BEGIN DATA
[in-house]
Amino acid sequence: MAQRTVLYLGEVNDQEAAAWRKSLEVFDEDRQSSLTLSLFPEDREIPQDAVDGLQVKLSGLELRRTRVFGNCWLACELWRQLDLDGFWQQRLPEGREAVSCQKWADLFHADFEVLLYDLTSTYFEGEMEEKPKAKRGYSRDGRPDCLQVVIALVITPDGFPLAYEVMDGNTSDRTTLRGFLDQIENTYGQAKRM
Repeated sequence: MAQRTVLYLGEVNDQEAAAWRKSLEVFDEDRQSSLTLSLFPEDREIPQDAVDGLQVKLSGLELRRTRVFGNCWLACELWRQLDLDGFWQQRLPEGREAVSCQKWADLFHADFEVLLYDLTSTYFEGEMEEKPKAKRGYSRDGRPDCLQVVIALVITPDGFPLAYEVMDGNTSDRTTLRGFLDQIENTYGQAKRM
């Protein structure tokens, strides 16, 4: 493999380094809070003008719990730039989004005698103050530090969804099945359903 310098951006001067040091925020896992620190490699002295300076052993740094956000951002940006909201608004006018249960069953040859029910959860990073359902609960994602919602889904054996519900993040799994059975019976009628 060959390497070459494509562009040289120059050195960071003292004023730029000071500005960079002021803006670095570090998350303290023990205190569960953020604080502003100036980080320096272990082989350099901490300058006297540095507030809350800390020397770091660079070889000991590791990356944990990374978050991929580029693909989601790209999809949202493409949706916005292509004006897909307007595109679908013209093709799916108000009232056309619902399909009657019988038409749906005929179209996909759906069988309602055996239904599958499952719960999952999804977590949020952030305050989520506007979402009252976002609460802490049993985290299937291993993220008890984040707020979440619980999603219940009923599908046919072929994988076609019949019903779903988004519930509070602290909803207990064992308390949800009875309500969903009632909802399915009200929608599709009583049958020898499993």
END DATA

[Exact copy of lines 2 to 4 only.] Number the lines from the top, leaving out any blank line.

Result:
Amino acid sequence: MAQRTVLYLGEVNDQEAAAWRKSLEVFDEDRQSSLTLSLFPEDREIPQDAVDGLQVKLSGLELRRTRVFGNCWLACELWRQLDLDGFWQQRLPEGREAVSCQKWADLFHADFEVLLYDLTSTYFEGEMEEKPKAKRGYSRDGRPDCLQVVIALVITPDGFPLAYEVMDGNTSDRTTLRGFLDQIENTYGQAKRM
Repeated sequence: MAQRTVLYLGEVNDQEAAAWRKSLEVFDEDRQSSLTLSLFPEDREIPQDAVDGLQVKLSGLELRRTRVFGNCWLACELWRQLDLDGFWQQRLPEGREAVSCQKWADLFHADFEVLLYDLTSTYFEGEMEEKPKAKRGYSRDGRPDCLQVVIALVITPDGFPLAYEVMDGNTSDRTTLRGFLDQIENTYGQAKRM
């Protein structure tokens, strides 16, 4: 493999380094809070003008719990730039989004005698103050530090969804099945359903 310098951006001067040091925020896992620190490699002295300076052993740094956000951002940006909201608004006018249960069953040859029910959860990073359902609960994602919602889904054996519900993040799994059975019976009628 060959390497070459494509562009040289120059050195960071003292004023730029000071500005960079002021803006670095570090998350303290023990205190569960953020604080502003100036980080320096272990082989350099901490300058006297540095507030809350800390020397770091660079070889000991590791990356944990990374978050991929580029693909989601790209999809949202493409949706916005292509004006897909307007595109679908013209093709799916108000009232056309619902399909009657019988038409749906005929179209996909759906069988309602055996239904599958499952719960999952999804977590949020952030305050989520506007979402009252976002609460802490049993985290299937291993993220008890984040707020979440619980999603219940009923599908046919072929994988076609019949019903779903988004519930509070602290909803207990064992308390949800009875309500969903009632909802399915009200929608599709009583049958020898499993």